I don't think there is anything remarkable in this book. All of the knowledge can be readily found in any textbook for first-year colloge student in "Human Sexulity" course. For more depth and professionally precise infomation, any medical textbook on gynecology contains infomation on female anatomy, physiology, and sexuality -- presented professionally and with authortiy. (But textbooks mentioned above usually are not displayed in commercial bookstores. But you can find them in Amazon.com). That's why to many laymen this book sounds like a new discovery of female. It's not. Also regarding the question of "what women want", Natalier Angier guesses it's a satisfaction of "a desire for emotional parity" (parity = equality in status, pay, rights, etc). That's a nonsense. "...a desire for emotional parity is widespread and profound. It doesn't go away, although it often hibernates under duress", Angier wrote in a New York Times article last year. It sounds that women are pitifully under oppression! That's again a nonsense. By the way, the really authoritive persons qualified to write about women physiology and psychology and anatomy is medical doctors and researcher like Williams Masters, etc....
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1 of 1 people found the following review helpful
1.0 out of 5 stars Oh please, next time call it a comic writing Aug. 29 1999
By A Customer
This book reminds me of many movies you go to see based on books you have read, because when you come out you are shaking your head and wondering what the heck was THAT?? Angier's has written a book, which as a social commentary, would have been amusing, and make you think, truly think, about some of the ideas she presents. The problem is that her science is awful. Instead of facts and research leading her to conclusions, she has seemingly instead gone and found facts and statistics to justify her ideas. This is science of the worst sort. Every argument she makes just left me waiting for some one else to chime in with a counter-point. Anecdotal evidence, circular arguments, half-baked reasoning, this whole book truly pales when compared to fine books such as Guns,Germs, and Steel, which actually try to explain how humankind ended up the way it has, and also explain the journey it took to get there. Call this book social commentary, drop the self-serving science, and I'd give it 3 1/2 stars. As it is though, not a chance. Hopefully some other writter is out there right now finishing up the book that all these other reviews want you to believe that this one is.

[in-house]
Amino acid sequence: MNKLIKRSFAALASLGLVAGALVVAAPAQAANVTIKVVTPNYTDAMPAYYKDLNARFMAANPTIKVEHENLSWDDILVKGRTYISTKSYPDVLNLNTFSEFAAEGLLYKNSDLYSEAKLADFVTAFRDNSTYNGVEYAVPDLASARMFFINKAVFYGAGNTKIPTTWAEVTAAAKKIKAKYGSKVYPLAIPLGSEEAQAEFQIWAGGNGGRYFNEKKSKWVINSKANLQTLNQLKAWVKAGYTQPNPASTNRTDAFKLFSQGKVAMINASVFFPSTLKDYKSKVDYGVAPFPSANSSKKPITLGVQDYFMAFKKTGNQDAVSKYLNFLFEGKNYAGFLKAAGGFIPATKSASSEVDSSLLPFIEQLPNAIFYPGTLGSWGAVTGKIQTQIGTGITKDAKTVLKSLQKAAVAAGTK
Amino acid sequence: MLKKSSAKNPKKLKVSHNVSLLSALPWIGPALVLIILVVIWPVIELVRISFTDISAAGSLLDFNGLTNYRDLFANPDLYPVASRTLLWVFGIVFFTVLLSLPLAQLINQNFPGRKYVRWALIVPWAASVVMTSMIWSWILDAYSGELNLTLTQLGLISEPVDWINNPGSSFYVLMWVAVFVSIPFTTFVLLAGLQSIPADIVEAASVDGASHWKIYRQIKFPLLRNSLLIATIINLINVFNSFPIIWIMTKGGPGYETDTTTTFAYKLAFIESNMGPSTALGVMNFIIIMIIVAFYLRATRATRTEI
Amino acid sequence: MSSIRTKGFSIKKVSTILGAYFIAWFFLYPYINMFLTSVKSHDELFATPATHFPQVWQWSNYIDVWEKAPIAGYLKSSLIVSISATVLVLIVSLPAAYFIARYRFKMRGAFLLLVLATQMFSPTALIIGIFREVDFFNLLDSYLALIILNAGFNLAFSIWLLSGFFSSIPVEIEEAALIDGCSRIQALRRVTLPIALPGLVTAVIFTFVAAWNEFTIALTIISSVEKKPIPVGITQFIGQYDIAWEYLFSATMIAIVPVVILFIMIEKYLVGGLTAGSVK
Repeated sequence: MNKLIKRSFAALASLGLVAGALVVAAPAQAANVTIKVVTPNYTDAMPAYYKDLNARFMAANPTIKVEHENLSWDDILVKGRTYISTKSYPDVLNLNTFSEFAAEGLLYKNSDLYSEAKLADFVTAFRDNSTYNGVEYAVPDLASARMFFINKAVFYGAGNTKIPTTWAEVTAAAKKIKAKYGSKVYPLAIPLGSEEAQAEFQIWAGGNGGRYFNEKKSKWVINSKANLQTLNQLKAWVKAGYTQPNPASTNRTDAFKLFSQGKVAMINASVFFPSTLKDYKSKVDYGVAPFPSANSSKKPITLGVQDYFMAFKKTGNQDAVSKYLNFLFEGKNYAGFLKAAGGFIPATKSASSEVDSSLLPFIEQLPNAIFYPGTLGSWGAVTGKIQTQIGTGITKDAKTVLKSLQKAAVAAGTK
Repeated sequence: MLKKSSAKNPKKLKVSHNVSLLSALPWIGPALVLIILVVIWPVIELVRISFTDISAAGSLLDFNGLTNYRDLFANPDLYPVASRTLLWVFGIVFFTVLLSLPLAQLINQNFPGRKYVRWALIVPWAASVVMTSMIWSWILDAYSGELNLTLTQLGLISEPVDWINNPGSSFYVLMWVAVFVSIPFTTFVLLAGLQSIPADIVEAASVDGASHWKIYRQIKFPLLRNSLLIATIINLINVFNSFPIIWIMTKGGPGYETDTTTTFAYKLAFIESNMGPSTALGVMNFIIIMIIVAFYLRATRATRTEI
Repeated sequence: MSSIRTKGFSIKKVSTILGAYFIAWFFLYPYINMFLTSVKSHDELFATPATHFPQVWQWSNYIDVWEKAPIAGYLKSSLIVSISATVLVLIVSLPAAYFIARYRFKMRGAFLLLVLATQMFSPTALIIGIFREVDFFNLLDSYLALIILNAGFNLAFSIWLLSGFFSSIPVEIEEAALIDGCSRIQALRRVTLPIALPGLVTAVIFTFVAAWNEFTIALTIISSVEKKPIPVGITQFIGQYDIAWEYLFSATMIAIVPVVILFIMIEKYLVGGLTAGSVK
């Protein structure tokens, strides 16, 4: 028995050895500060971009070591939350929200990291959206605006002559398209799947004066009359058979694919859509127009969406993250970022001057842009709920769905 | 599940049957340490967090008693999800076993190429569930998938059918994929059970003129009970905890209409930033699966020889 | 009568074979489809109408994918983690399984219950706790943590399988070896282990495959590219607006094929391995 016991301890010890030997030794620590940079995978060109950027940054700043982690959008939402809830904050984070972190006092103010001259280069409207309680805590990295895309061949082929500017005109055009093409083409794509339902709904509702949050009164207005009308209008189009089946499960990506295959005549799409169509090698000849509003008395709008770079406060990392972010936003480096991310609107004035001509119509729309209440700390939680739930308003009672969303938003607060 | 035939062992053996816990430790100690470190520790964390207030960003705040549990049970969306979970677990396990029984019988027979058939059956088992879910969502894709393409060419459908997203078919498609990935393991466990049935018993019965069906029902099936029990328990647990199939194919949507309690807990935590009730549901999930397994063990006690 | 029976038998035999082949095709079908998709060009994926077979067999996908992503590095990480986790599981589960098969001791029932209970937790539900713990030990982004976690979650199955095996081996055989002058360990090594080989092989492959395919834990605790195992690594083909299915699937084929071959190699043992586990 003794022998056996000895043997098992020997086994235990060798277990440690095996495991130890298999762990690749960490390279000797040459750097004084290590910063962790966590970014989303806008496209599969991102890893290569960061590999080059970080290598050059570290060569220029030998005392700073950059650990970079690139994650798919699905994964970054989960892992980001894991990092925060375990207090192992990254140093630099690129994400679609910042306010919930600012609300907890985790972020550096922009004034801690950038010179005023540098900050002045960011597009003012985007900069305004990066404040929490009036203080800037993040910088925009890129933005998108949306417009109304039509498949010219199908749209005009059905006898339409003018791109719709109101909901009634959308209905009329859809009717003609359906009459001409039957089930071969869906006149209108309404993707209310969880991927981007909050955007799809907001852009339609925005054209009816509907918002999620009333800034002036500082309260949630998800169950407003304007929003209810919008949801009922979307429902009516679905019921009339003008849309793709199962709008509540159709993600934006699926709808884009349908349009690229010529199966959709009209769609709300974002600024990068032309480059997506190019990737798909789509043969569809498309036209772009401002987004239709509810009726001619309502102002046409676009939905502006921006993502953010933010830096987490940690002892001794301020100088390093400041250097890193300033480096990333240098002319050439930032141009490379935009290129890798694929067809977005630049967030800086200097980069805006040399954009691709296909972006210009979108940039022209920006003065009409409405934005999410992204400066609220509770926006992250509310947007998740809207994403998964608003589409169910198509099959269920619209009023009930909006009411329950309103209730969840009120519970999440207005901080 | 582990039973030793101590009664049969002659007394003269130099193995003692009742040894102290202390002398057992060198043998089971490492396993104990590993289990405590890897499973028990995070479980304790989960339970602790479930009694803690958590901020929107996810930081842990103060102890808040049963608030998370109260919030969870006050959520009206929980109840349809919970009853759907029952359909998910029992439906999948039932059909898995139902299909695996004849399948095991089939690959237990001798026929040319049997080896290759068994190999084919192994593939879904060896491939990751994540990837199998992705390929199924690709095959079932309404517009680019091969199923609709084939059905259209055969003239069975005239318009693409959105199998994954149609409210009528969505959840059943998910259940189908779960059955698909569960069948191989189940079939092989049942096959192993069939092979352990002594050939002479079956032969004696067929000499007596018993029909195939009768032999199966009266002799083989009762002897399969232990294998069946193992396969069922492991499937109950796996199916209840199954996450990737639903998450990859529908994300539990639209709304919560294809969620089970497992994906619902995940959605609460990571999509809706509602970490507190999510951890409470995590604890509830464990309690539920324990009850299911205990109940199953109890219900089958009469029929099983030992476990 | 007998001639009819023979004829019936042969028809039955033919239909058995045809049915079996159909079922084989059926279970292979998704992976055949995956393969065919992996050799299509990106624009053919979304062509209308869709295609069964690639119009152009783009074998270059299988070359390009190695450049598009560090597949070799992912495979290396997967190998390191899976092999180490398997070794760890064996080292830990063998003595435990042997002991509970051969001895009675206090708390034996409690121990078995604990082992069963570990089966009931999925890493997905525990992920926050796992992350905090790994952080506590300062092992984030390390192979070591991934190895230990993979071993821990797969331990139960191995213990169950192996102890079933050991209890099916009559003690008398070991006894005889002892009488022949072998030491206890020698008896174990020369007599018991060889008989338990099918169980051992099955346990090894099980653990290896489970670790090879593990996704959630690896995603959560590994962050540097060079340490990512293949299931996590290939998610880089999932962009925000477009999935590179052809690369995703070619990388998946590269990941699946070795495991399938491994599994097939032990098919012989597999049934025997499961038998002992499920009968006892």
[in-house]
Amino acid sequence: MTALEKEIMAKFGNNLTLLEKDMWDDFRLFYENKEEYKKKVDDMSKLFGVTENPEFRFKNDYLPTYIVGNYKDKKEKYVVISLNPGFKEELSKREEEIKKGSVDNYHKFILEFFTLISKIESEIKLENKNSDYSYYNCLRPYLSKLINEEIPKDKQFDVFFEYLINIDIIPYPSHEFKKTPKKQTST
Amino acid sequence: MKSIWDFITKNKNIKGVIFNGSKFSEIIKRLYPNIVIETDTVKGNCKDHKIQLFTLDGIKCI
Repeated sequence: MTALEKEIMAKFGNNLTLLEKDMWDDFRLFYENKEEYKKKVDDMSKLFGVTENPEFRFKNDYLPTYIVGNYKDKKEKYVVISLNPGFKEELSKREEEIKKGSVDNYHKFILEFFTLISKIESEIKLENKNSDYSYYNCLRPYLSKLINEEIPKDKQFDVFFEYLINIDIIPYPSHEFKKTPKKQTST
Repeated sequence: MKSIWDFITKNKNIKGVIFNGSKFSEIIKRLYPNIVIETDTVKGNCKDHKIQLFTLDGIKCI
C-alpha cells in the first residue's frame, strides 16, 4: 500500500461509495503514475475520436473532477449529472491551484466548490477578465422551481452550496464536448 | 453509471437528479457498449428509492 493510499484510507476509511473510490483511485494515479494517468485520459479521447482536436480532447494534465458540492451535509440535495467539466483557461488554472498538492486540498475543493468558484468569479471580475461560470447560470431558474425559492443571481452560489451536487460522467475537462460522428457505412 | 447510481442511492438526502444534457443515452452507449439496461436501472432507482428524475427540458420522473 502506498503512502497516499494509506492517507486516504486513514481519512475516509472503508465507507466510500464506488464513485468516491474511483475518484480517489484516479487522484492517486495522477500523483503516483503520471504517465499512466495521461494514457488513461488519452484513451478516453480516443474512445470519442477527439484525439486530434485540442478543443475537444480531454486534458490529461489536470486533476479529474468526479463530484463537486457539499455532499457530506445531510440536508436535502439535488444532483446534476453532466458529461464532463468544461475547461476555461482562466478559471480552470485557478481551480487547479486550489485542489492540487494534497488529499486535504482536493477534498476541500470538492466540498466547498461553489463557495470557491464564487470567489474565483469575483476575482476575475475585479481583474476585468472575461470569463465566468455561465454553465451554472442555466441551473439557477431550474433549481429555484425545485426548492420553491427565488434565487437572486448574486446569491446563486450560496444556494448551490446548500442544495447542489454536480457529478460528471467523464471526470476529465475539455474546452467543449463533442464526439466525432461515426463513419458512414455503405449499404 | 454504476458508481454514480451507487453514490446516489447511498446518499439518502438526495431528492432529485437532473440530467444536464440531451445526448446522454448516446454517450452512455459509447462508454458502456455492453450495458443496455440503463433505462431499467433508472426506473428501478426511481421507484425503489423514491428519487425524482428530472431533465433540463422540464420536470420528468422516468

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1 of 1 people found the following review helpful
1.0 out of 5 stars psuedo poetic tone gets REALLY annoying June 26 2000
i was given this book as a graduation present. as a feminist, i was excited to read something indepth (and praising) of the female body.
to put it nicely, i was highly disappointed. . .
angier's psuedo poetic tone became really annoying really quickly. in fact, in order to get to the real information, i had to get past that. that is hard to do. therefore i found the book very uninformative.
i understand that many people have nothing but praises for this book, but if you get annoyed with rambling and a run around approach, then you will not enjoy this book.
(well, maybe you can use it as a humor book, as my friend and i did...)
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4.0 out of 5 stars I am WOMAN... Nov. 11 2003